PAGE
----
Behavior is undefined if invalid arguments are passed to any of the above functions. If sufficient resources cannot be allocated for a given transaction, ENOMEM is returned. All routines that are not of type void will return 0 on success or an error code on failure as discussed above. All void routines will succeed if provided with valid arguments.
Two locking protocols are used by bus_dma. The first is a private global lock that is used to synchronize access to the bounce buffer pool on the architectures that make use of them. This lock is strictly a leaf lock that is only used internally to bus_dma and is not exposed to clients of the API. The second protocol involves protecting various resources stored in the tag. Since almost all bus_dma operations are done through requests from the driver that created the tag, the most efficient way to protect the tag resources is through the lock that the driver uses. In cases where bus_dma acts on its own without being called by the driver, the lock primitive specified in the tag is acquired and released automatically. An example of this is when the bus_dmamap_load() callback function is called from a deferred context instead of the driver context. This means that certain bus_dma functions must always be called with the same lock held that is specified in the tag. These functions include: bus_dmamap_load() bus_dmamap_load_uio() bus_dmamap_load_mbuf() bus_dmamap_load_mbuf_sg() bus_dmamap_unload() bus_dmamap_sync() There is one exception to this rule. It is common practice to call some of these functions during driver start-up without any locks held. So long as there is a guarantee of no possible concurrent use of the tag by different threads during this operation, it is safe to not hold a lock for these functions. Certain bus_dma operations should not be called with the driver lock held, either because they are already protected by an internal lock, or because they might sleep due to memory or resource allocation. The following functions must not be called with any non-sleepable locks held: bus_dma_tag_create() bus_dmamap_create() bus_dmamem_alloc() All other functions do not have a locking protocol and can thus be called with or without any system or driver locks held.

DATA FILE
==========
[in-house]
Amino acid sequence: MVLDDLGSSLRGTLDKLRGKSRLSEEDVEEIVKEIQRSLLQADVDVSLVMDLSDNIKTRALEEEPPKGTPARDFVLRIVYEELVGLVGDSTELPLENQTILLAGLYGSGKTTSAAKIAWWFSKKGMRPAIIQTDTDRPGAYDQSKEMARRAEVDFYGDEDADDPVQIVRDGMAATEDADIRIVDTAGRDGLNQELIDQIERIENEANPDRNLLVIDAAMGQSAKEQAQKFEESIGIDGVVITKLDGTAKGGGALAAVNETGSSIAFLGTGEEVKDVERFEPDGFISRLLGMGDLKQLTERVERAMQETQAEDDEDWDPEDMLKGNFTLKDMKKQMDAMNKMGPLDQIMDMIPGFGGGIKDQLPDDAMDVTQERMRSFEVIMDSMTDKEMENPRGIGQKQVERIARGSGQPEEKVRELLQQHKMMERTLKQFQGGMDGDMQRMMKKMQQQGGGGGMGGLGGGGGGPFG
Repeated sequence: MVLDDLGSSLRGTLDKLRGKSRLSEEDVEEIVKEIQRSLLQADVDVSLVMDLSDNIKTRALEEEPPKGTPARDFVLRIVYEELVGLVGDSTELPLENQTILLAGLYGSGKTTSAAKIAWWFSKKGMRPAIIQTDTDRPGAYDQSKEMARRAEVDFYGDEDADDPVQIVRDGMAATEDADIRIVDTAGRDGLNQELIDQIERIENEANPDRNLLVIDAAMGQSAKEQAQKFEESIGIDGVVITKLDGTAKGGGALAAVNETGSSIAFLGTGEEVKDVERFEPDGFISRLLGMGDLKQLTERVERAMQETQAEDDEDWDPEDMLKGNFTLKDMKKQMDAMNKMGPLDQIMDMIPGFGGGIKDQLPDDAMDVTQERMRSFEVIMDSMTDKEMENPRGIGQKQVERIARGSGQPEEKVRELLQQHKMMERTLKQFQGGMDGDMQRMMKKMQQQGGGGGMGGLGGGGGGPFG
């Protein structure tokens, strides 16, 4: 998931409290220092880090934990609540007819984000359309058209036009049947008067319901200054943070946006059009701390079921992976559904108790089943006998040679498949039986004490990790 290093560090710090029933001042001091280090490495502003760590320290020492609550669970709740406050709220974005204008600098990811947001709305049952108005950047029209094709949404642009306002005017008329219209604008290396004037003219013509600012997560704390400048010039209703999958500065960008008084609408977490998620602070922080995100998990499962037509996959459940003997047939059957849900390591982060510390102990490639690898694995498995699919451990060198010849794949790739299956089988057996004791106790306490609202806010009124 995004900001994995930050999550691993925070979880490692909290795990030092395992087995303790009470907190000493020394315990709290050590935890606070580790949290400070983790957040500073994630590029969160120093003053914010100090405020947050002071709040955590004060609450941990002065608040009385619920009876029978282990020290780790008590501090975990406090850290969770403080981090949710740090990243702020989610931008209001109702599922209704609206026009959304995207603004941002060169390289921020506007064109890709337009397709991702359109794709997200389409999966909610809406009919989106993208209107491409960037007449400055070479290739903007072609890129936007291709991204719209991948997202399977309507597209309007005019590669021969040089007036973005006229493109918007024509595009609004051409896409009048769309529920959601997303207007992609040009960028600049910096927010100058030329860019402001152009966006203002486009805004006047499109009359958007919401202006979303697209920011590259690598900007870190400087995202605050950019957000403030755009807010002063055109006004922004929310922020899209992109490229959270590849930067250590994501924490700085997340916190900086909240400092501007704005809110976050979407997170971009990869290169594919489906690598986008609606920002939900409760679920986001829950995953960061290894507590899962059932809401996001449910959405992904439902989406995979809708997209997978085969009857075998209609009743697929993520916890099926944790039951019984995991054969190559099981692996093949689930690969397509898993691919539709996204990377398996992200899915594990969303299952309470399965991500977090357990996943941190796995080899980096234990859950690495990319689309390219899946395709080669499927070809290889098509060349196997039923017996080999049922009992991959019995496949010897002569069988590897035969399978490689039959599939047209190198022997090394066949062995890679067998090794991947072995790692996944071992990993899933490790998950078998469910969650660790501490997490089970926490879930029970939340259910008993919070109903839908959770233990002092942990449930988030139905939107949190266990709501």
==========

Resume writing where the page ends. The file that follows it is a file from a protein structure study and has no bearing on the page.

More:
devclass(9), device(9), driver(9), rman(9), vslock(9) Jason R. Thorpe, "A Machine-Independent DMA Framework for NetBSD", Proceedings of the Summer 1998 USENIX Technical Conference, USENIX Association, June 1998.
The bus_dma interface first appeared in NetBSD 1.3. The bus_dma API was adopted from NetBSD for use in the CAM SCSI subsystem. The alterations to the original API were aimed to remove the need for a bus_dma_segment_t array stored in each bus_dmamap_t while allowing callers to queue up on scarce resources.
The bus_dma interface was designed and implemented by Jason R. Thorpe of the Numerical Aerospace Simulation Facility, NASA Ames Research Center. Additional input on the bus_dma design was provided by Chris Demetriou, Charles Hannum, Ross Harvey, Matthew Jacob, Jonathan Stone, and Matt Thomas. The bus_dma interface in FreeBSD benefits from the contributions of Justin T. Gibbs, Peter Wemm, Doug Rabson, Matthew N. Dodd, Sam Leffler, Maxime Henrion, Jake Burkholder, Takahashi Yoshihiro, Scott Long and many others. This manual page was written by Hiten M. Pandya and Justin T. Gibbs.